Peter Walker has played a significant role in the field of landscape architecture over a career spanning five-decades.
Walker studied landscape architecture at the University of California and earned an M.L.A from Harvard’s Graduate School of Design. In 1983 he founded PWP Landscape Architecture. Walker’s portfolio includes gardens, public parks, plazas, corporate headquarters, universities, museums, memorials and urban regeneration projects worldwide.
His landscape designs reflect his knowledge of contemporary art, modernism and historical, cultural and ecological considerations.
With a wealth of significant projects under his belt, Peter’s recent, National September 11th Memorial design, helped to gain recognition on a global scale.
The National September 11th Memorial commemorates the victims of the two separate attacks on the Pentagon, Shanksville, Pennsylvania, and at the World Trade Centre site, both on September 11, 2001, and February 26, 1993. Two gigantic voids – in the footprints of the Twin Towers – and a surrounding forest of Oak trees form the core of the rebuilt World Trade Centre in New York City and provide a place for connection, contemplation and remembrance within this revitalized urban centre.
The sheer scope of the impact of 9/11 required that the Memorial use a symbolic language understood by a diverse audience; this language is an integral part of “Reflecting Absence”, developed in collaboration with fellow designer Michael Arad.
Their design allows visitors to leave the everyday life of the city and enter into a sacred zone defined by a dense forest of 416 Oaks. Above the limbed-up trunks, a canopy of leaves provide welcome shade in the heat of the summer and seasonal colour in the autumn. In the winter the sun casts shadows through a light tracery of bare branches, and in spring, the trees express the renewal of nature.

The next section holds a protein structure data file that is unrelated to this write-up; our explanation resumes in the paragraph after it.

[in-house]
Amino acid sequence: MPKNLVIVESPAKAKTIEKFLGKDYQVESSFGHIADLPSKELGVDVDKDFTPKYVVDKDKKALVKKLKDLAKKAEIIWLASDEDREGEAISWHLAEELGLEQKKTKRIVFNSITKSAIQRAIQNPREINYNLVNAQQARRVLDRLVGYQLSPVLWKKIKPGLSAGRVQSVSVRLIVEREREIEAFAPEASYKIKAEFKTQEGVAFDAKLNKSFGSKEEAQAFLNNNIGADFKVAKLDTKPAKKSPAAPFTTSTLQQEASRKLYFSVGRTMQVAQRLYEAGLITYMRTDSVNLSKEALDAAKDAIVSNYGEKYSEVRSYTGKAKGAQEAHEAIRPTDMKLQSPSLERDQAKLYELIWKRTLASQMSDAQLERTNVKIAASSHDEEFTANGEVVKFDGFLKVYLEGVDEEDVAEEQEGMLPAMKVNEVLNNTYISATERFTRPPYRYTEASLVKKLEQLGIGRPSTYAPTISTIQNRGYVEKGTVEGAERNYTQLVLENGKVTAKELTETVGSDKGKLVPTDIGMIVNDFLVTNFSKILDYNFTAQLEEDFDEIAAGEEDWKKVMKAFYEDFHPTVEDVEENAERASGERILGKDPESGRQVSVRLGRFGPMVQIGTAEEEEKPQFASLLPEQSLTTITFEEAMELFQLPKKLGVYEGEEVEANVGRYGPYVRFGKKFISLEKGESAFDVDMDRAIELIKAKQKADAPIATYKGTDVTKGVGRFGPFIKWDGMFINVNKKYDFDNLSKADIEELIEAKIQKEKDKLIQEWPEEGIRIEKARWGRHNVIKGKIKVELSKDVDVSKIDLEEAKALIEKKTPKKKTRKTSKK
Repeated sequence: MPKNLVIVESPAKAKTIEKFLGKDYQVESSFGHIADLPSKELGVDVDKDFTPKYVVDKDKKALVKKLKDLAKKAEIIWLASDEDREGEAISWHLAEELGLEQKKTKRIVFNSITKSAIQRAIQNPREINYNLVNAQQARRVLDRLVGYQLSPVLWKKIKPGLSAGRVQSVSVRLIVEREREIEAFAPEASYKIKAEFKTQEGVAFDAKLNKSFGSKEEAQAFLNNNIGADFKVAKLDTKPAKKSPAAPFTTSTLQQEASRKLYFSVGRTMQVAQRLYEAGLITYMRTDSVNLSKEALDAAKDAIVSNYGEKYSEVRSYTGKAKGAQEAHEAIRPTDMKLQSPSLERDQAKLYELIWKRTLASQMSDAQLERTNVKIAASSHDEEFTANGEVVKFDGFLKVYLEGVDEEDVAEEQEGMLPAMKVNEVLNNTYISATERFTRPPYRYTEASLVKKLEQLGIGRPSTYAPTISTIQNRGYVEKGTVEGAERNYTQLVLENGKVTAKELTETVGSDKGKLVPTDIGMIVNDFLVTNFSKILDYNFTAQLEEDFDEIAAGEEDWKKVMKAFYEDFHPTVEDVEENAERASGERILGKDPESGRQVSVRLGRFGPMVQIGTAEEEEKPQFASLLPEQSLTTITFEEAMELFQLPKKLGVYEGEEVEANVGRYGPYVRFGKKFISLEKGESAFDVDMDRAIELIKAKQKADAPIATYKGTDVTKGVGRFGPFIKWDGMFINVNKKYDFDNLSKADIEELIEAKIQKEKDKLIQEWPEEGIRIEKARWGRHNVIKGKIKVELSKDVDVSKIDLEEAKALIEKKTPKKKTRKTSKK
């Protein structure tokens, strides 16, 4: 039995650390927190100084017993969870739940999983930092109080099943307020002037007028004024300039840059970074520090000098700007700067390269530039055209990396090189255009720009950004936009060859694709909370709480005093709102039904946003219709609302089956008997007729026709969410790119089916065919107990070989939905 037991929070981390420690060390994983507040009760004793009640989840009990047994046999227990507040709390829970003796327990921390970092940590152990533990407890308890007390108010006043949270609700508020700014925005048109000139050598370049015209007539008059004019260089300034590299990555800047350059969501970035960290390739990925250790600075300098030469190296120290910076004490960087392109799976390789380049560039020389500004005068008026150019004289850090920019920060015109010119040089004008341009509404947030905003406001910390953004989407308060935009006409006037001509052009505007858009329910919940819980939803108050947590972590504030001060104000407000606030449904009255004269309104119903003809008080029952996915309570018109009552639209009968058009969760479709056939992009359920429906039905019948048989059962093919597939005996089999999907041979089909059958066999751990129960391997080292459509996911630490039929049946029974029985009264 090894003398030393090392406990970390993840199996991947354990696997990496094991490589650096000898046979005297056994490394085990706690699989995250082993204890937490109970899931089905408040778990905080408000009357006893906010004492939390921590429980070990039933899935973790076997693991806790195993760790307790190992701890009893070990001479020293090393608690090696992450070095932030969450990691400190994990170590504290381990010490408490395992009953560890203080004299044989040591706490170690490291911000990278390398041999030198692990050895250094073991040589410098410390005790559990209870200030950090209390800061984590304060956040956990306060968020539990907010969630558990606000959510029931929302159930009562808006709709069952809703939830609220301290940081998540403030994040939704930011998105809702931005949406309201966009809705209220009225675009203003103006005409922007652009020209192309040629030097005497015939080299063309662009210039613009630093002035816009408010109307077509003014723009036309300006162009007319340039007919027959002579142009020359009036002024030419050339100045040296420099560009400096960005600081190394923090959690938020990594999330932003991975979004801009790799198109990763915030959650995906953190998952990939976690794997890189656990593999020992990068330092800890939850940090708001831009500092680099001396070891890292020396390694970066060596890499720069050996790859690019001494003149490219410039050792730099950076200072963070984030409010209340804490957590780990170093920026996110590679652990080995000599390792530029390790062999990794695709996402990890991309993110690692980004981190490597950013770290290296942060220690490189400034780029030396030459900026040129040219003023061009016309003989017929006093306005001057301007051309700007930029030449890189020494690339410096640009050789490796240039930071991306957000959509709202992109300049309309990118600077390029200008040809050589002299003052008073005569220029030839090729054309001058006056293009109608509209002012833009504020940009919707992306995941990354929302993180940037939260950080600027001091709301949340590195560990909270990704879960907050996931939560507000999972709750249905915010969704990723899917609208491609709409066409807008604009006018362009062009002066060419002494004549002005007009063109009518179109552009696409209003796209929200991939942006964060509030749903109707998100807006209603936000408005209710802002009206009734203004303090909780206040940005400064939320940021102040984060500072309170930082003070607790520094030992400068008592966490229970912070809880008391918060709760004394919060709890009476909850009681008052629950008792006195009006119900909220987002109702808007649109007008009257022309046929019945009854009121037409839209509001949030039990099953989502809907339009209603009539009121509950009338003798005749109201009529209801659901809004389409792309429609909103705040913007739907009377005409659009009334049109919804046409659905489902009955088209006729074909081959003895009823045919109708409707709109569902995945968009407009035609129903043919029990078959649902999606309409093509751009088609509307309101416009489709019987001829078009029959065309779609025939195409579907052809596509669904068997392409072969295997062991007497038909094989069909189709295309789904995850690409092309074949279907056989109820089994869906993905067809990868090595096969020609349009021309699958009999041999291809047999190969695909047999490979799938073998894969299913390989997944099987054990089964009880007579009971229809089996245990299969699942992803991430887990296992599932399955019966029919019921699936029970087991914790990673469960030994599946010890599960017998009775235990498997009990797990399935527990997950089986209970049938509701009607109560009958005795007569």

Within the protected space of the forest, visitors arrive at the two great voids with their thundering waterfalls. After viewing the victims’ names on the bronze parapets of the voids, visitors can move back to the city through the trees and take comfort from the soothing, life-affirming forest.
The Memorial grove resembles a “natural” forest, until visitors discover that the trees align to form arching corridors in one orientation. The form recalls the arches that architect Minoru Yamasaki placed at the bottom of the original towers. In this way, the grove seeks to express the shared patterns of nature and humanity.
A grassy clearing within the grove provides a quiet space away from the bustle of the plaza. Designed to accommodate ceremonies – specifically, the reading of victims’ names annually on September 11th – the space also provides an invigorating green leisure area accessible by the public.
For more on Peter and this incredibly moving landscape design, click here